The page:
From the History of the Global Trade Web

What I am about to tell you may seem strange at first glance. When Portuguese ships, led by Vasco da Gama, first reached Mozambique, the locals greeted them very warmly.

In reality, however, they wanted to kill the crew members and capture their ships. To lure the sailors into the interior of the continent, to Kilwa, they were told that there lived Christians – Armenians. This event is recorded in the manuscripts of the ship chronographer Gaspar Correa.

Crocodiles in Armenian Miniatures

Mentions of the Black Continent appear in Armenian manuscripts from the 5th century. Movses Khorenatsi, in his “History of Armenia”, writes about the Armenian military leader Zarmair Naapet, who led the Ethiopian regiment in the Trojan War.

Moreover, wanting to emphasize the importance of the commander, the historian notes that he fell in that war from the hand of Achilles – a common warrior couldn’t have possibly killed him!

It is known that immediately after the creation of the Armenian alphabet, Mashtots sent his students for knowledge to the three “Silicon Valleys” of the ancient world – Athens, Antioch, and Alexandria of Egypt.

The Alexandrian school is poorly studied by us, despite the fact that there are plenty of interesting materials about it. The Gospel of the Vaspurakan Queen Mlke is worth mentioning alone!

So, the miniatures of this manuscript, priceless for the entire Christian world (it is kept on the island of St. Lazarus, in Venice), depict crocodiles, palm trees… in other words, the Nile Valley!

Armenians have always had excellent knowledge of the outside world, including the oldest continent. In the early Middle Ages, our ancestors mainly gleaned geographical information about Africa from Greco-Roman sources.

However, Armenian manuscripts contain a lot of their own, original information about the peoples and tribes of the continent. Moreover, Armenians took a huge direct part in the history of several African countries.

Figuratively speaking, the meeting of African Christian peoples (Ethiopians, Eritreans, Copts) and Armenians took place at the Lord’s Tomb. They accepted the Lord’s commandments and even after the division of churches at the Council of Chalcedon (451 AD), they remained close to the Armenians.

In Jerusalem, they are called “guards of the Armenian patriarch” – representatives of these nations still accompany the Armenian procession to the Lord’s Tomb today.

At the mouth of the Nile

The most inhabited territories of Africa were the mouth and delta of the Nile. And the most developed state and cultural center of the continent was, of course, Egypt. Armenians massively emigrated here after the fall of the Cilician kingdom.

For centuries, from the very beginning of the Fatimid dynasty era (910-1171 AD), Armenian commanders were viziers at the royal court, diplomats representing the interests of the country in several states, and also made a significant contribution to the formation of the Egyptian state (at the end of the 19th century).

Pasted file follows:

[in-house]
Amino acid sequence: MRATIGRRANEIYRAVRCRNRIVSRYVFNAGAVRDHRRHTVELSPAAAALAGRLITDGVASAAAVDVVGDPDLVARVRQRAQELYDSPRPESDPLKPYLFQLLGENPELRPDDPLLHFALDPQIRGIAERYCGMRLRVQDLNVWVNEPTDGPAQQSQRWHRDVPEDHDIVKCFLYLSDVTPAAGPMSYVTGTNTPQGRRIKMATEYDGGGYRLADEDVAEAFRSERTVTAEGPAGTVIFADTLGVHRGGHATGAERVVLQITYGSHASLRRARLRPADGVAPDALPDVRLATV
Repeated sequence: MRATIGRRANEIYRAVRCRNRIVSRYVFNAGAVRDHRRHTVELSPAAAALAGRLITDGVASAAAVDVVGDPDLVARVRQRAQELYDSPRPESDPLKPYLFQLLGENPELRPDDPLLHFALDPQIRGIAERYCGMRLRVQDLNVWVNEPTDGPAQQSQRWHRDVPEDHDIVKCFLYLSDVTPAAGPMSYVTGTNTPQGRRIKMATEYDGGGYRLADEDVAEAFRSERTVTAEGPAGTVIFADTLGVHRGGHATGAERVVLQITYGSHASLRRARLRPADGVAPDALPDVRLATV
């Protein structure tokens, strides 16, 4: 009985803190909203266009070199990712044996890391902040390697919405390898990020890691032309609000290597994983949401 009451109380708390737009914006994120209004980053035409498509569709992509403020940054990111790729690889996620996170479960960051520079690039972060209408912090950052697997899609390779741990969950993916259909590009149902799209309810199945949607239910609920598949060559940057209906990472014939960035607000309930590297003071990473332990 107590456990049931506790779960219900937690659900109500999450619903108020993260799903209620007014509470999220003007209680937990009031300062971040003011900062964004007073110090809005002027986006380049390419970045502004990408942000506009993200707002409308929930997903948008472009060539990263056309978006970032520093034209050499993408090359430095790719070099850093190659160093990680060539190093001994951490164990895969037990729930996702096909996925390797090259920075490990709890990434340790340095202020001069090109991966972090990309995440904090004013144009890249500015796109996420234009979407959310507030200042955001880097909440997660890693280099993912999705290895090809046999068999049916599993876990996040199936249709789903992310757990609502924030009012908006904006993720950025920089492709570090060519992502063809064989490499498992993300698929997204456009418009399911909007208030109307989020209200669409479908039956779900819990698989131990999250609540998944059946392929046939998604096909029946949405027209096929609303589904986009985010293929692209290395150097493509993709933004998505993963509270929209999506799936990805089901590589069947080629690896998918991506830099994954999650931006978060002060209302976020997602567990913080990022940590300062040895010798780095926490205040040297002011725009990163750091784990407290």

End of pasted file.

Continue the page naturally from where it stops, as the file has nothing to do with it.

For example, our compatriot became the prime minister of this country… Armenians also played a huge role in the spread of Christianity in Egypt.

I would especially like to mention the author of the Arabic-language “History of the Spread of Christianity in Africa” Abu-sale-al-Armani, who told about 800 churches located from Egypt to Ethiopia.

By the way, in the Cairo Church of Gregory the Illuminator, there is still a unique khachkar with an inscription from the 10th century.

The Armenian community grew significantly after the genocide, when Armenians from Constantinople, Izmir and other cities of the Ottoman Empire, mostly intellectuals, massively resettled in Cairo and Alexandria.

Well-known figures of Armenian culture worked here – Arshak Alboyajyan, Siranush, Arpiar Arpiaryan, Yervand Otyan…

Armenian schools and newspapers were opened, which, by the way, are still in operation. In short, on the gravestones of the Armenian cemetery in Cairo, you will find many well-known names.

The Era of Travelers

In the 17th century, the former patriarch of Constantinople, Ovannes Tutundzhi, described his journey to Ethiopia, who was favored by the Ethiopian king for bringing him the relics of St. Eustathius from Jerusalem.

He was the first foreigner who managed to realize the dream of Alexander the Great – to reach the sources of the Blue Nile.

Tutundzhi told about his journey to the ambassador of Louis XIV in Cairo, Benoit de Maillet, through whom Europe learned the topographical data about the sources of the Great River. However, Tutundzhi was just one of the many Armenians who told the world about this exotic country.

On the other hand, our compatriots brought the latest European knowledge and technologies to Ethiopia.